The other major role in the body that potassium has is helping with fluid balance. This is most often related to blood pressure in healthy people. People with certain kidney issues may have to moderate their potassium intake as directed by a medical professional for their specific situation.

    Healthy blood pressure is looking at the balance of sodium and potassium in the diet along with other lifestyle factors.

    When it comes to healthy blood pressure, a lot of people think of sodium. But sodium is only part of the picture. Sodium and potassium work in conjunction, but opposition, to help with keeping the fluid balance in our cells. There is fluid inside the cells (intracellular) and fluid outside the cells (extracellular). Sodium and potassium balance each other to help keep the fluid balanced both inside and outside the cells. When there is too much sodium combined with not enough potassium, the fluid is out of balance and can lead to health issues in the long run.

    So, while many people go on about sodium, which is abundant in processed foods, I always have to remind people that it is the combination of too much sodium and not enough potassium, which is low in processed foods.

    Table salt is sodium chloride (chloride being another essential macro mineral), but certain salt substitutes are potassium chloride.

    How do I know if I am getting enough?

    Most American’s just don’t get enough potassium. This is primarily because if you look at the good sources of potassium, fruits, vegetables, and dairy products, people just aren’t getting the amounts they really could use. Add that highly processed diet that many American’s eat, there is more sodium and not as much potassium.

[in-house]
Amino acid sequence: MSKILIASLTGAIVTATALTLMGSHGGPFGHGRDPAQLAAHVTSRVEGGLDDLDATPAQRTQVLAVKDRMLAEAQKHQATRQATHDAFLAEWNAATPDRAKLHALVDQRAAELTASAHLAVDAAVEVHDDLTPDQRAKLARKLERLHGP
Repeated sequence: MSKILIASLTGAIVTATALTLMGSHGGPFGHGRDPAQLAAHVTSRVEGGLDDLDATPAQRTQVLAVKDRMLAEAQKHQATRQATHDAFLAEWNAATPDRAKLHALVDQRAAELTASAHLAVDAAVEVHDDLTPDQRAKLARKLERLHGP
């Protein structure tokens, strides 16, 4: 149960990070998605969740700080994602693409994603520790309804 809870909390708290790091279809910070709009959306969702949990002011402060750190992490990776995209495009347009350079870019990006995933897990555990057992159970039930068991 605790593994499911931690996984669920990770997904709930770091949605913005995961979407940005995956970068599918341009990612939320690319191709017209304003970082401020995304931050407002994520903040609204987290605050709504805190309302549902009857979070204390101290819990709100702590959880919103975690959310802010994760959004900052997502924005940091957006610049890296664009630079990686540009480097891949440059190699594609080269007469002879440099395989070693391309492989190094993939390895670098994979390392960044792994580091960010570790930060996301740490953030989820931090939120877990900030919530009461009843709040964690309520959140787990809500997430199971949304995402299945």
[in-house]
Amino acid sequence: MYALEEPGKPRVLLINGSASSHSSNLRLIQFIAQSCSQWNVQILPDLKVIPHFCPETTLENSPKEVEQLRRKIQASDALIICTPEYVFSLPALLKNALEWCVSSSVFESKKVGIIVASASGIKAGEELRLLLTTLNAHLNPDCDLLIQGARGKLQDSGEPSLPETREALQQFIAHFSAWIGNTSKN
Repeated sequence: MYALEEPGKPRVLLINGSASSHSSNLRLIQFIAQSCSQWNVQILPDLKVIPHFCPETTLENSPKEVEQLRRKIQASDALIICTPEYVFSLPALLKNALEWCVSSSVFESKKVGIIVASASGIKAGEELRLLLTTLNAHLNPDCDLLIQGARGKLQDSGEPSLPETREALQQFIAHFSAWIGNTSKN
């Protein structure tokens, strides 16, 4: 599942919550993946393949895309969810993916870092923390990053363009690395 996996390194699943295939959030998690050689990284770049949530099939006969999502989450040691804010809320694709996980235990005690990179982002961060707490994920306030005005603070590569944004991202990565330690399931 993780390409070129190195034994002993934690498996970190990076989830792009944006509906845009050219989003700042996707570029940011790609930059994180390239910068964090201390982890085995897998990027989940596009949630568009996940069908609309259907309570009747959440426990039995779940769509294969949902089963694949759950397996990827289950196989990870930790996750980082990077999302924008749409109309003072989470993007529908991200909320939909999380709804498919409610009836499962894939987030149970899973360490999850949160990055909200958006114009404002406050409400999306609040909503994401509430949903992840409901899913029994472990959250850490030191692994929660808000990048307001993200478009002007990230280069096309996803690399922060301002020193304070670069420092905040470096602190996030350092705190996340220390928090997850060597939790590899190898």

Right now, with the “current” Nutrition Facts panel, listing potassium is optional. The “new” Nutrition Facts panel coming soon is required to have potassium amount and percent daily value listed.  The “new” Nutrition Facts panel is required as of January 1, 2020 (subject to change) for companies with over $10 million in annual food sales. Companies with <$10 million in food sales get an additional year, or January 1, 2021, for compliance. (The “smaller” companies will have an additional year even if the date changes.) As this transition happens, you may see both “current” and “new” Nutrition Facts panels in the market.

    For more about the “new” Nutrition Facts panel coming to your foods go here: https://www.fda.gov/food/food-labeling-nutrition/changes-nutrition-facts-label

    Supplementing:

    Supplements aren’t always the way to go. Check with your health care provider first..

    While people tend to think supplements are a way to get nutrients, and they are, this is not one that should be taken without checking with a health care professional. Don’t self-prescribe. This could lead to dangerous health issues.

    People tend to think of supplements as “natural”, but the body wasn’t really made to take in single nutrient, high-doses that supplements tend to come as. Just because we can buy it over the counter, doesn’t mean it is safe for you to do so.

    (Note: vitamin K and the mineral potassium are sometimes mistaken for each other. There are major differences, one of which is that vitamin K is indeed a vitamin and potassium is a mineral. The confusion tends to happen when considering that the chemical symbol for potassium is K which is from the Latin kalium.)

    Nutrient information collected from CalorieKing.com.

    #tiptuesday #tuesdaytrivia #potassium #nutritionmyths #nutritionfacts